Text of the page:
What you need to know about Japan’s resident tax
Japan's Resident Tax
Income tax, consumption tax, inheritance tax, alcohol tax and so on! If you have lived in Japan, you probably have heard about those types of taxations at least one time, I guess? (and the list is still incomplete for sure).
So today, let’s discuss about “Individual Resident Tax” （個人住民税 - kojinjuminzei）.
Resident tax（住民税 - juminzei） is a tax paid to the municipality where you live with the purposes of maintaining administrative services provided by the prefectures and municipalities, such as: education, welfare, disaster prevention activities and other governmental services.
Who has to pay resident tax?
・If you move to another municipality, for example, from Shinjuku ward to Meguro ward on or after January 2, your residents tax will be imposed by Shinjuku ward where you lived on January 1.
・If you leave Japan on or after January 2, you are still liable to pay resident tax.
You will be subjected to resident tax if you reside in your municipality (based on address on your certificate of residence) as of January 1. A lil bit confused, right? :) So, let’s look at the following two scenarios:
Resident tax calculator
In a nutshell, here is how your resident tax is calculated:
Municipal Tax Amount = Income Rate + Per Capita Rate
Resident tax consists of “per capita rate”（均等割 kintowari） which is borne equally by all residents in a municipality and “income rate”（所得割 - shotokuwari） which varies from individual annual income.
Here is the general breakdown of “per capita rate” and “income rate”:
・Per capita rate（均等割 - kintowari）: is borne equally by all residents in a municipality and consists of two smaller elements which are municipal tax and prefectural tax determined by municipalities and prefectures. The average per rate is 5,000 yen.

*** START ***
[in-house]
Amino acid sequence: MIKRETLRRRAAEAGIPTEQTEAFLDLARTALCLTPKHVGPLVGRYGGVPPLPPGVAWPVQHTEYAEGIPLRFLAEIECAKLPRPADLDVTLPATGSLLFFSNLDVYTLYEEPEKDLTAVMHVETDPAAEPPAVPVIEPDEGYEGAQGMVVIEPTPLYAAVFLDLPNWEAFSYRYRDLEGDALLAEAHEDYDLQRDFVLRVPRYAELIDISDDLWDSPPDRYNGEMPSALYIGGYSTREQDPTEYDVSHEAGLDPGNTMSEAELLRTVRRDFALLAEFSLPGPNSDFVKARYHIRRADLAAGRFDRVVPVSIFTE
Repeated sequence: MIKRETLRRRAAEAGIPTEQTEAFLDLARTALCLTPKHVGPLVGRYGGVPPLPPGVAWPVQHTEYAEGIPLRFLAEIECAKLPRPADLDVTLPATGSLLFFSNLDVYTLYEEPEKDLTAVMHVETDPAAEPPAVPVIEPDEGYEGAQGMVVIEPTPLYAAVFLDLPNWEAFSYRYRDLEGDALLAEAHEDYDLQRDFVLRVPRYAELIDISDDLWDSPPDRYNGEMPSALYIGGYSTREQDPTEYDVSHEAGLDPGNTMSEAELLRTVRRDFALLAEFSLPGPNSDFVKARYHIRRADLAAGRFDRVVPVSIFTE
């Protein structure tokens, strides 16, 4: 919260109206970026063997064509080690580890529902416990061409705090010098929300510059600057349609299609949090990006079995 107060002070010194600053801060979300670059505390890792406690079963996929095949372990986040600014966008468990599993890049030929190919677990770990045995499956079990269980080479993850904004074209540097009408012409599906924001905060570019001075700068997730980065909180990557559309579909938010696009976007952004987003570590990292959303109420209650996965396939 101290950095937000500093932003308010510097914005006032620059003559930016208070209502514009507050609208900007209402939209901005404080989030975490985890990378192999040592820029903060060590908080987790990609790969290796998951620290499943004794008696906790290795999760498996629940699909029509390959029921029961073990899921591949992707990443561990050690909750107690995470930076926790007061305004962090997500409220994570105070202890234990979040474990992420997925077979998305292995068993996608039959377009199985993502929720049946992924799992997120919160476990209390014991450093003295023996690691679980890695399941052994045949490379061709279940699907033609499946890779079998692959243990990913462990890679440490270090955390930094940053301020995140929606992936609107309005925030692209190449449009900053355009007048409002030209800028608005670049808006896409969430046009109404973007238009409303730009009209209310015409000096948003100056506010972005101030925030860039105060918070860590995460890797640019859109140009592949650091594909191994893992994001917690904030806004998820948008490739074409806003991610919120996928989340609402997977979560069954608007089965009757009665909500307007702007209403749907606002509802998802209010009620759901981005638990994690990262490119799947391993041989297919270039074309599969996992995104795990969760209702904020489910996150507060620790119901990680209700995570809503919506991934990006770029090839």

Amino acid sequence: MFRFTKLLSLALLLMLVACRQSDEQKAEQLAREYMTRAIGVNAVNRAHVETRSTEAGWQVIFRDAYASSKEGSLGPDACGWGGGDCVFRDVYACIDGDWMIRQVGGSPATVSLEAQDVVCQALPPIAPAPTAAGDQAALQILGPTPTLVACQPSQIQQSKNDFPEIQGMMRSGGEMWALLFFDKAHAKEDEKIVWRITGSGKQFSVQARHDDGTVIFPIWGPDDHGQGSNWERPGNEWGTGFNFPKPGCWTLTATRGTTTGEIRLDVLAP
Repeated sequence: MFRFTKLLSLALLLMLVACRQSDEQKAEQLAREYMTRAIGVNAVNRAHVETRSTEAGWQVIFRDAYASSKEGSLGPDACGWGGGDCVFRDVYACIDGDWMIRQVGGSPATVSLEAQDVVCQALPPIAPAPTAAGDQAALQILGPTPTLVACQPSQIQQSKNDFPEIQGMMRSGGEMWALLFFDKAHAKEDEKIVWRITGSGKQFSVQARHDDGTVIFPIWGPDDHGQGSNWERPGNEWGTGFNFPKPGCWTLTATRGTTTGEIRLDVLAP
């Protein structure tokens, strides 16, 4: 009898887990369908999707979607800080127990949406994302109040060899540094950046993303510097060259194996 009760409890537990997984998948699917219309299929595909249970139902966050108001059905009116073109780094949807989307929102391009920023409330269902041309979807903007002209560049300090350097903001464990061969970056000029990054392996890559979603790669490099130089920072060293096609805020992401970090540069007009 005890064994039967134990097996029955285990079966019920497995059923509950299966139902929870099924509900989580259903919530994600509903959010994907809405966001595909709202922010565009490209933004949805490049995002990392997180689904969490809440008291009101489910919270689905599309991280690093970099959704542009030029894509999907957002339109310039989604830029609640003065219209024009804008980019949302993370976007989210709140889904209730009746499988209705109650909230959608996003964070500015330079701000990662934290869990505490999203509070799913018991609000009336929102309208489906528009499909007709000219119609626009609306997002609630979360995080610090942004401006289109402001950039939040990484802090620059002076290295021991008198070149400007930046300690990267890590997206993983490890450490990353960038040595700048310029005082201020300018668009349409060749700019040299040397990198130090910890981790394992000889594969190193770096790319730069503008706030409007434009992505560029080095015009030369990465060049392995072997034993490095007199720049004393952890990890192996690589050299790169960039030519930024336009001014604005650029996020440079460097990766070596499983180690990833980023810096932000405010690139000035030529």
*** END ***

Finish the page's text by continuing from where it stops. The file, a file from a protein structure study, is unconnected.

・Income rate（所得割 - shotokuwari）: is borne according to individual’s annual income and is calculated as 10% of previous year’s net income (from January to December).
Plus, if you are working for a company, the tax rate is calculated by subtracting the number of dependents, social insurance premiums, life insurance premiums and other income deductions based on your employment income from January to December of the previous year and multiplying it by the tax rate.
When to pay resident tax?
Resident tax payment is divided into 4 installments: June, August, October and January of the following year with different due dates. You can also pay resident tax at once in lieu of paying in installments.
Don’t try to delay or worse, avoid paying resident taxes (and any kind of other taxes) because the tax offices have the legal seizure of money from your bank account (and property if necessary) with late-payment interests to satisfy a tax debt.
How to pay resident tax?
There are 4 main ways to pay your resident tax:
・Salary deduction: this way is applicable to full-time employees for companies and organisations.
・Cash payment: you can pay at the counter of convenient stores or public tax offices.
・Bank transfer: you can carry out the payment via Internet banking, mobile transfer or ATM.
・Credit card: only some cities have this option, so make sure to check with your municipality’s tax office.
Alright! It's the end of June already and have you paid the resident tax? Check your mailbox (if you are freelancers, part-time workers and students) and ask your company's HR division.